Letter: Abraham Lincoln and American labor

Posted
To the Editor:

As we honor the birth of our first Republican President ten score and nine years ago, and his struggle to keep us united, we wonder what his reaction would be to today's greatest threat to our union, a divisive monetary gap between those who create our wealth (labor) and those who seize the profits (capital).

"And, inasmuch [as] most good things are produced by labour, it follows that [all] such things of right belong to those whose labour has produced them," according to him in 1847.

Human progress from the beginning is a story of work: Hunter-gatherers in nomadic life foraging for survival, and then homesteaders raising livestock and working the soil. Families engaged in honest toil, banding together, creating tools, goods and services. With diversification came the need for a system of economic exchange and the origins of capital which, Lincoln concedes in 1861, is worthy of some protections.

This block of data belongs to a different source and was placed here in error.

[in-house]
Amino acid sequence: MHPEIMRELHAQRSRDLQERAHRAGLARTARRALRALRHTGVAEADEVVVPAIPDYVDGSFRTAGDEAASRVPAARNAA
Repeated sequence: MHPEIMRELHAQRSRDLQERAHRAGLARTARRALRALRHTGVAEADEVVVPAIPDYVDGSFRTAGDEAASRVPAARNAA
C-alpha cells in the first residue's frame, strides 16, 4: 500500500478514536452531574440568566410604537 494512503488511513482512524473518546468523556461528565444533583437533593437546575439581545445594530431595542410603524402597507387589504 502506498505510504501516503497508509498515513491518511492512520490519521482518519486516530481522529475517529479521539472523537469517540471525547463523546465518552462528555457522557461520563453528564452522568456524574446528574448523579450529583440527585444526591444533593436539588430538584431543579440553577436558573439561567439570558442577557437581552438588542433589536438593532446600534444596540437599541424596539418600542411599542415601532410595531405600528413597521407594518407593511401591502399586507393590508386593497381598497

"But it has so happened in all ages of the world," he says, "that some have laboured, and others have, without labour, enjoyed a large proportion of the fruits. This is wrong, and should not continue. To [secure] to each labourer the whole product of his labour, or as nearly as possible, is a most worthy object of any good government."

And In 1838, he warns of inevitable threats from ambitious men who would use "the passions of the people as opposed to their judgement," to undermine our democratic form of government.     

Corporate billionaires, Lincoln's `ambitious men' of today, use wealth, power, and control of government not to seek a `large proportion of the fruits;' but to take it all. They siphon the toil of others into their profit margin games of hedge funds, economic gimmicks and stock manipulation. Meanwhile, they dole out to workers only what is necessary to keep them producing as long as they are needed. Freedom to move among jobs, protection from abuses, livable wages, on-job safety, workers rights, collective action, and all the requirements for a decent living are discarded.

It is difficult to imagine anyone who would be more offended than Abraham Lincoln by today's Republican stance for unsafe, underpaid, voiceless, and forced labor. The only way for all of us to enjoy the fruits of our work, our rights to life, liberty and the pursuit of happiness, and the preservation of our democracy, according to Lincoln, is through "general intelligence, sound morality and a reverence for the constitution and laws."

John Moran

Wardsboro

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